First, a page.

By Karen Darner
Leadership in public service makes a difference. I want to share a true story of the School Board appointments made by the Arlington County Board in 1976. (This was before we returned, in 1994, to electing School Board members.) And then I want to reflect on some challenges facing our leaders today.
In 1976, there were two School Board vacancies to be filled. I was the new president of the educators in the Arlington Education Association, and sent each candidate a questionnaire so a candidate endorsement might be possible.
There were many candidates in this race. I had heard many good things about one candidate, Mary Margaret Whipple. Another candidate was Tom DeScisciolo, father of a Washington-Lee senior. Mr. DeScisciolo worked for the National Labor Relations Board in DC. As Mr. DeScisciolo and I talked one day, I was impressed by his interest in many questions and how we, as educators, developed our own positions on issues. I was a novice on the workings of our collective bargaining agreement with the School Board, but knew it was the cornerstone to discussion and compromise among our members, and eventually with the School Board for our contract.
AEA’s political arm reviewed all candidates’ answers and reached an endorsement decision for the County Board to appoint Mrs. Whipple and Mr. DeScisciolo. When I arrived at the County Board meeting for the decision, I slipped into a seat next to Mr. DeScisciolo and his daughter. He then explained to me how he came to apply to become a School Board member.
Earlier, he had been helping his daughter research the process for becoming a School Board member for a report of one of her classes. He himself became interested in serving, and felt he had the motivation to become a valued member. And now it came to be: The County Board appointed him and Mrs. Whipple to the Arlington School Board.
I am aware of the extraordinary value of Mary Margaret Whipple’s tenure on the School Board, County Board, and eventually the Virginia State Senate on behalf of Arlington and Virginia residents. Her knowledge and integrity are incomparable, and we are very fortunate.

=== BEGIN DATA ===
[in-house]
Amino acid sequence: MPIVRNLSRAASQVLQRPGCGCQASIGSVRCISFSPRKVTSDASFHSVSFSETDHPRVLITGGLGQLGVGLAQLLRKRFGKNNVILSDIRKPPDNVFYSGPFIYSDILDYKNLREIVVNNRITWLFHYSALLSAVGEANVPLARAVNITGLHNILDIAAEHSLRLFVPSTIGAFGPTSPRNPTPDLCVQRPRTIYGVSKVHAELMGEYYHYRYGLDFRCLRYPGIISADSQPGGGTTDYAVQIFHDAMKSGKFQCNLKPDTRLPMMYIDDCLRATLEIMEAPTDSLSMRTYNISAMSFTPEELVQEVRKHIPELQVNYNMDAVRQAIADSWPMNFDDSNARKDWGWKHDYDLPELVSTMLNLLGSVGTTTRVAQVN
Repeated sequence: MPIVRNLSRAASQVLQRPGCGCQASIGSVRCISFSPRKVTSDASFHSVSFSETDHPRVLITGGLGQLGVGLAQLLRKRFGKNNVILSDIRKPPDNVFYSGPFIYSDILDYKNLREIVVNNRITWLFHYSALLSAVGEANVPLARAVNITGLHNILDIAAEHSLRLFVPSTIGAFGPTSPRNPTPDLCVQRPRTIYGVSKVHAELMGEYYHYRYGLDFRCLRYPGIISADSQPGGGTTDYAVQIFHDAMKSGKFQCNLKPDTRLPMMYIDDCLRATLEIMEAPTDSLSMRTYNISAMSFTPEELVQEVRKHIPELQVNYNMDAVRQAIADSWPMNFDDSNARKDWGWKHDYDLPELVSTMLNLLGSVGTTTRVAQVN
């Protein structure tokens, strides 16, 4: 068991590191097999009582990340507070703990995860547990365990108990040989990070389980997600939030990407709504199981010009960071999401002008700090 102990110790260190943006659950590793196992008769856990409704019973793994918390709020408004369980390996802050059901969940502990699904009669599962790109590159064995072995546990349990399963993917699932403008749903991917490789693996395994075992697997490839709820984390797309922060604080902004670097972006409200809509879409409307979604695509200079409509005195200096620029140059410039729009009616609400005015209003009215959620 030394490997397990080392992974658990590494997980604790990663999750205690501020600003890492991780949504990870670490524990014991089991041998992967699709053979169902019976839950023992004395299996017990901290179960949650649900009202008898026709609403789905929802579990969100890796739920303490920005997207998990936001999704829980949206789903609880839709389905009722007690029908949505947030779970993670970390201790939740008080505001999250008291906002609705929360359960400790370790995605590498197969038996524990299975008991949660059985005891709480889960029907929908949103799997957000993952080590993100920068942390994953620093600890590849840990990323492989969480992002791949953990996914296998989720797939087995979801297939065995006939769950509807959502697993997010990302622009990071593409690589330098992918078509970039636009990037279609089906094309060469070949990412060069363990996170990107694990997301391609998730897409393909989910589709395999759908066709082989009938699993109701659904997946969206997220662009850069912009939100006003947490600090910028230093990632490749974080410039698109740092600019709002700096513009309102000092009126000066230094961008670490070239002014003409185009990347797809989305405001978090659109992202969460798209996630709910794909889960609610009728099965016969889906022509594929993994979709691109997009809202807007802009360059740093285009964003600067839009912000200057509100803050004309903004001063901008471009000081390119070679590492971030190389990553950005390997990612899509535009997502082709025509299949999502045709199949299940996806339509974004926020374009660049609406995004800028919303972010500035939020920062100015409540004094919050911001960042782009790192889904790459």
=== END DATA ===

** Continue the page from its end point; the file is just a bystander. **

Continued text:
Tom DeScisciolo’s leadership is less well known, but he stood up for what was right. In January 1977, the Virginia Supreme Court ruled that the collective bargaining process practiced in Arlington by the County Board and by the School Board was unconstitutional, and was to end. Arlington’s superintendent at the time saw this as an opportunity to break the contract with the educators, and said so publicly.
This is where Tom DeScisciolo’s presence became most valuable. He reminded the Board and Superintendent about collective bargaining, and that all parties had negotiated our contract “in good faith.” I will never forget his passionate message–“‘good faith’ means it is your word.” The School Board voted to reaffirm its contract with its employees.
Sometime afterward, Tom DeScisiolo was diagnosed with a malignant brain tumor. He had completed about 18 months of a 4-year term, yet his Board presence was a gift of “the right person at the right time.”
Today we still need leaders who can make wise decisions–benefitting the whole county–while negotiating the thicket of competing demands. (As a former state legislator, believe me I do understand how hard this is.) We need leaders who can look long-term and not get stuck on what works for just today, or on who yells or lobbies the loudest. I say all this not as a reflection on any particular elected official, but more to guide us all going forward. Leadership in public service makes a difference. And the right kind of leaders especially matters.
Karen Darner served her community as a speech therapist in the Arlington Public Schools for over 35 years and represented part of Arlington in the Virginia General Assembly for 14 years. She loves it here.
Editor’s note: A few Progressive Voice columns will be publishing outside of the new biweekly schedule, following our column changes earlier this fall.